Department of Science & Technology
 National Research Foundation
All news

GC Conference at UKZN Featuring Presentations on Essential Freshwater Ecosystems

November 30, 2016

At the upcoming 3rd biennial national Conference on Global Change, hosted by UKZN under the auspices  of the Department of Science and Technology (DST) and National Research Foundation (NRF), the Aquatic

Ecosystems Research programme based at the university’s Pietermaritzburg campus will be presenting a range of research project outcomes related to the health of freshwater ecosystems in KwaZulu-Natal and throughout Africa.

Research group leader Dr Gordon O’Brien and three programme members/students will be presenting at the conference. O’Brien will present best practice holistic, regional scale ecological risk principles for water resource management in the context of multiple stressors, from pollution and water abstraction, to the effect of barriers to fish migration, like dams. ‘Recent rapid increases in water resource developments throughout Africa has resulted in widespread ecological impacts with associated socioeconomic consequences,’ said O’Brien. Impacts that we need to understand and manage. ‘We need to understand these ecosystems and how they are being affected by multiple stressors, because the environment does allot for us without us needing to pay for it, at least until its services are gone or impaired, that’s when we realise the value of these services.’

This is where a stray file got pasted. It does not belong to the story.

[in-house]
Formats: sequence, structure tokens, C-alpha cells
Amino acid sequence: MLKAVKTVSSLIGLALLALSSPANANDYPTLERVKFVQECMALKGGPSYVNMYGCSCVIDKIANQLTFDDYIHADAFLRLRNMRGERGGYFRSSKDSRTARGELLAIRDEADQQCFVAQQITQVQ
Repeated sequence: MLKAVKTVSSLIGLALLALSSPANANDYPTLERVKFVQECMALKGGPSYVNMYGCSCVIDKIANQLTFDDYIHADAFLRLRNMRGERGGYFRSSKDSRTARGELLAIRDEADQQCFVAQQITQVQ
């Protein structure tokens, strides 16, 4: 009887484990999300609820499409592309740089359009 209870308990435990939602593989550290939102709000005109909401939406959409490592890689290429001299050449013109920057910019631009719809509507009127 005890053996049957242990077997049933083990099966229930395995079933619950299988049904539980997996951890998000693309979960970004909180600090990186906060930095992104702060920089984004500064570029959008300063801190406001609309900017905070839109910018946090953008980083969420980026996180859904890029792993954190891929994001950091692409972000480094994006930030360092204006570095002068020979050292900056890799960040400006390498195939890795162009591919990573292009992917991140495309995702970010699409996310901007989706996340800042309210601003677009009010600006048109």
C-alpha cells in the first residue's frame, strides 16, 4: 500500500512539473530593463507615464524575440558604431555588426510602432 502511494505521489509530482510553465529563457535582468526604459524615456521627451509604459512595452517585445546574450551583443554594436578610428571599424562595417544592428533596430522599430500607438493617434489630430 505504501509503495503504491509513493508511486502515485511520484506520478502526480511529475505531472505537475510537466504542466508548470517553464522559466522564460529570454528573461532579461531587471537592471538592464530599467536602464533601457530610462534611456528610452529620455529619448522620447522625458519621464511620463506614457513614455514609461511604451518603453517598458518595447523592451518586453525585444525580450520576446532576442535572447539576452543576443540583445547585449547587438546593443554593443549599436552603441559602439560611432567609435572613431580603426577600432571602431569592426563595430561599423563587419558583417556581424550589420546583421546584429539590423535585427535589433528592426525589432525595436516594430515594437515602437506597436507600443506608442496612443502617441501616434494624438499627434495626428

The group has driven the development of regional scale environmental flow frameworks and an assessment tool for E-flow assessments called PROBFLO which has been used in Lesotho, the Nile Basin, soon to be tested in the Mekong, Zambezi and Colorado River Basins.

South Africa’s freshwater systems are a vital part of the water—scarce landscape, and with the recent  drought, the public’s attention is on these unique systems. Student presentations will focus on the health of estuarine systems threatened by the poor water quality, reduced flows and habitat alterations originating from land use activities and changes in climatic conditions, and the use of analytical tools to assess the health of degraded catchments. There is also a presentation on working to understand eels as indicators of ecological changes to their habitats, and to monitor their distribution.

By placing increased value on, and understanding these systems better, these researchers hope stressed water resources and their inhabitants will be better cared for. The Global Change Conference, funded by the Department of Science and Technology and the National Research Foundation, is part of the Global Change Grand Challenge (GCGC), now in its 6th year of implementation. The GCGC is the foundation of encouraging production of new knowledge and information in South Africa to face key grand challenges, including understanding a changing planet, reducing the human footprint, adapting the way we live, and innovation for sustainability.

Christine Cuénod;

Contact Webmaster | View the Promotion of Access to Information Act | View our Privacy Policy
© University of KwaZulu-Natal: All Rights Reserved